CNET Deal Days are here Pixel 6 event recap Apple event recap Facebook reportedly plans to rename itself Maid to dethrone The Queen's Gambit Marvel's Eternals: Surprise cameo

Sprint service is about to get more expensive

CEO Marcelo Claure teases a price hike coming next quarter.

CEO Marcelo Claure

CEO Marcelo Claure: The deals are off.

Marguerite Reardon/CNET

The days of aggressive bargains from your wireless carrier may be over. 

Sprint CEO Marcelo Claure said at an investor event that the company will hike prices in the next quarter. Claure didn't specify which plans would see an increase, and a spokesman didn't immediately respond to a request for comment. 

It's the latest move by the carriers as the industry has settled down from the past year of robust promotions, which saw lower prices and more freebies, like Netflix or HBO service. For consumers, this means it's going to get harder to search for deals from the carriers, or you'll have to look at prepaid players like Cricket Wireless or Virgin Mobile or wireless resellers like Straight Talk for cheaper plans. 

Claure, speaking in public for the first time since T-Mobile and Sprint ceased merger discussions, said there weren't many promotions around the iPhone X this year because the inventory is low, and it didn't make sense to offer discounts when the phone is sold out. Last year saw aggressive discounts, including the ability to trade in an old iPhone for a base model for free. Some of the carriers are offering $300 if you trade in your old phone.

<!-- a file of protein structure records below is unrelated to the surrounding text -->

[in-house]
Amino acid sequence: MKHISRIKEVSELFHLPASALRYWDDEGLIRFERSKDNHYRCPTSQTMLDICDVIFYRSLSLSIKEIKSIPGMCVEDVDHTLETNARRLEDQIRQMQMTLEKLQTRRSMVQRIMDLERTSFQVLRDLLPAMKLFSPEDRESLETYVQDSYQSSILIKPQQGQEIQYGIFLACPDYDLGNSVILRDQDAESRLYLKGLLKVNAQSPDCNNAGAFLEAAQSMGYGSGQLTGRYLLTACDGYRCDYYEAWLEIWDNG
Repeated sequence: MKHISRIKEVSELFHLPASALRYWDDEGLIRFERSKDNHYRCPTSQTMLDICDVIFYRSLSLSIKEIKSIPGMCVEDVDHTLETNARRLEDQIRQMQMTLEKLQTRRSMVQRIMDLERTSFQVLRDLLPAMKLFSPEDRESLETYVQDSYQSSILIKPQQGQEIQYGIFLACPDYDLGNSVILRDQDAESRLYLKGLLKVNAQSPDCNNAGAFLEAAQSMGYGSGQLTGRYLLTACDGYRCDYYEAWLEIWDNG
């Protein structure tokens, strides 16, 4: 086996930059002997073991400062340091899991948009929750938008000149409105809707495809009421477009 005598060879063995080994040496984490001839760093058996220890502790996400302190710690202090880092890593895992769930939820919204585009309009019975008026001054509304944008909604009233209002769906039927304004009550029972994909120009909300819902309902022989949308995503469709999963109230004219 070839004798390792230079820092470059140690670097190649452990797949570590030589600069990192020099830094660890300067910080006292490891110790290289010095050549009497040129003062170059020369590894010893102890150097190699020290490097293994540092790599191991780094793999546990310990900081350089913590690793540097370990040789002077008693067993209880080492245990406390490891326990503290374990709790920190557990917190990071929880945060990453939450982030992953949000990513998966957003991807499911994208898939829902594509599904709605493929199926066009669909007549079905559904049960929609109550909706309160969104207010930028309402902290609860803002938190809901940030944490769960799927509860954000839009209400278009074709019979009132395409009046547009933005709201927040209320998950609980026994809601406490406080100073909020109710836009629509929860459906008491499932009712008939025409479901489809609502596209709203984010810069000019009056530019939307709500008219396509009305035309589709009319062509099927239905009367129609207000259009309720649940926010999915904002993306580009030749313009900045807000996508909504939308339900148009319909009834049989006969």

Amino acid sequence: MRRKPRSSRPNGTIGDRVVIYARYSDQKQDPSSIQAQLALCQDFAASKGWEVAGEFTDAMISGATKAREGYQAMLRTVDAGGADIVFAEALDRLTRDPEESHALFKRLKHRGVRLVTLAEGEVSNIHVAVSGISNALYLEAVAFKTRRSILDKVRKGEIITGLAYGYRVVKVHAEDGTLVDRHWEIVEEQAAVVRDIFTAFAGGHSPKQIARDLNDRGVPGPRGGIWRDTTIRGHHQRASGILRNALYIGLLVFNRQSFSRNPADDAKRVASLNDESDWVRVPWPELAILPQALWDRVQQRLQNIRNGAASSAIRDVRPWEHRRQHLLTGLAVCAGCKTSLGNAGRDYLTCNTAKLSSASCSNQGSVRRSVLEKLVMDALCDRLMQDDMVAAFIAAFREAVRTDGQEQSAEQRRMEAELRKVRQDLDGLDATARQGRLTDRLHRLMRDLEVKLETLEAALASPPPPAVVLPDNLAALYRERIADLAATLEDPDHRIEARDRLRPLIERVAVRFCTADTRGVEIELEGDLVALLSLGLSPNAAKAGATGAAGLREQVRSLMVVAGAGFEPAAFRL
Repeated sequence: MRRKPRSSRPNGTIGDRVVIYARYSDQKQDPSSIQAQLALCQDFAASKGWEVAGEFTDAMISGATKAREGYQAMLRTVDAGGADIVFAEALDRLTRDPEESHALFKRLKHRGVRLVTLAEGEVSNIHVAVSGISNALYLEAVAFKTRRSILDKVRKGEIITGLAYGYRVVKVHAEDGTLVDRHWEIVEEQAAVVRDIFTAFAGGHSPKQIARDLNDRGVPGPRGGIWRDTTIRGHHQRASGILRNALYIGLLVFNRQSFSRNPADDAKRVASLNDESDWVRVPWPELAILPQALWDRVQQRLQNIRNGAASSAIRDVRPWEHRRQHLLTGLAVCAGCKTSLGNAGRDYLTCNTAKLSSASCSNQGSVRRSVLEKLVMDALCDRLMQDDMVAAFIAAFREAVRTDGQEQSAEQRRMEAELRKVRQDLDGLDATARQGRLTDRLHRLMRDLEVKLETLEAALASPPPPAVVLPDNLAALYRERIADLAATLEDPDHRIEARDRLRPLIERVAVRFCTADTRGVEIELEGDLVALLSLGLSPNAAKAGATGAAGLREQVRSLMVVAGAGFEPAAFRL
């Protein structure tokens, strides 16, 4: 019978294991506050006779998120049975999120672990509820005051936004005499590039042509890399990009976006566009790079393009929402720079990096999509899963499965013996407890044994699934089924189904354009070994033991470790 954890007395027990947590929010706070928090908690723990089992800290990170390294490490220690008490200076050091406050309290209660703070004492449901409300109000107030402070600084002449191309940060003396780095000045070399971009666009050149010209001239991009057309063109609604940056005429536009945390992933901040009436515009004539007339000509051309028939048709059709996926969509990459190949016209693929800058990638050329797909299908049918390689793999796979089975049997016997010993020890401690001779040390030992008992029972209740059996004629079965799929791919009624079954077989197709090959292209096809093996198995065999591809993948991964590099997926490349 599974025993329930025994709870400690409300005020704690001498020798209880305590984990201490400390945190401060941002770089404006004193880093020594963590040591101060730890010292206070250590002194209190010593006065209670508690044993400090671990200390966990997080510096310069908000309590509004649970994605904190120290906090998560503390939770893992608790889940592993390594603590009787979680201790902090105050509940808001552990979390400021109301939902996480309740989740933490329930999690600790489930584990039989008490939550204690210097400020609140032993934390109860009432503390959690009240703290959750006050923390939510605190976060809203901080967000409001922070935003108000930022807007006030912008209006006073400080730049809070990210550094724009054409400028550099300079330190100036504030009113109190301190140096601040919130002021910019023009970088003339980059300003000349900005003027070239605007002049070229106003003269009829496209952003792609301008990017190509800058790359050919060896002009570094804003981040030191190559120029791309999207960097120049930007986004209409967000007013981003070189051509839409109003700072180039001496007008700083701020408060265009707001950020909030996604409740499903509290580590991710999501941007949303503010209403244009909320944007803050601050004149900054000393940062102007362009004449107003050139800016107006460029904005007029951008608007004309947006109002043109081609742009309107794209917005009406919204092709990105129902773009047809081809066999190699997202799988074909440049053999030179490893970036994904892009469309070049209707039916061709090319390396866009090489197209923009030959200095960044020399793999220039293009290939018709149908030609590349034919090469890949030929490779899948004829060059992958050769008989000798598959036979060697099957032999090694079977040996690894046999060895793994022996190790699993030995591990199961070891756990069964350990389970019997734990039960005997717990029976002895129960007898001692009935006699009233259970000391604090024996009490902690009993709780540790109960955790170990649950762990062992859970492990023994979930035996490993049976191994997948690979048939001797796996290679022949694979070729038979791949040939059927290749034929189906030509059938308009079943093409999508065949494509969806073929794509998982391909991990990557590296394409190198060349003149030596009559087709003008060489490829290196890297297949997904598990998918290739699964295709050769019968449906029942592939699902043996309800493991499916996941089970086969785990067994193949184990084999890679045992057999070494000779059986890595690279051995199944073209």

Still, Claure said he expects the fourth quarter to be a strong one as the iPhone X drives demand. 

Claure touched on the discussion with T-Mobile, confirming that the deal died because Sprint parent Softbank and its CEO, Masayoshi Son, didn't want to give up control. The proposed merger would have put T-Mobile parent Deutsche Telekom and the T-Mobile management team in charge of the combined carrier. 

With Sprint focused on running as an independent entity again, Claure said, the priority is to upgrade the network and put to use Sprint's wealth of spectrum assets. Son previously said the company would spend between $5 billion and $6 billion a year over the next few years to upgrade its network. Claure added that he believed that was a low estimate, and that he'd pour even more money into the network to accelerate the deployment.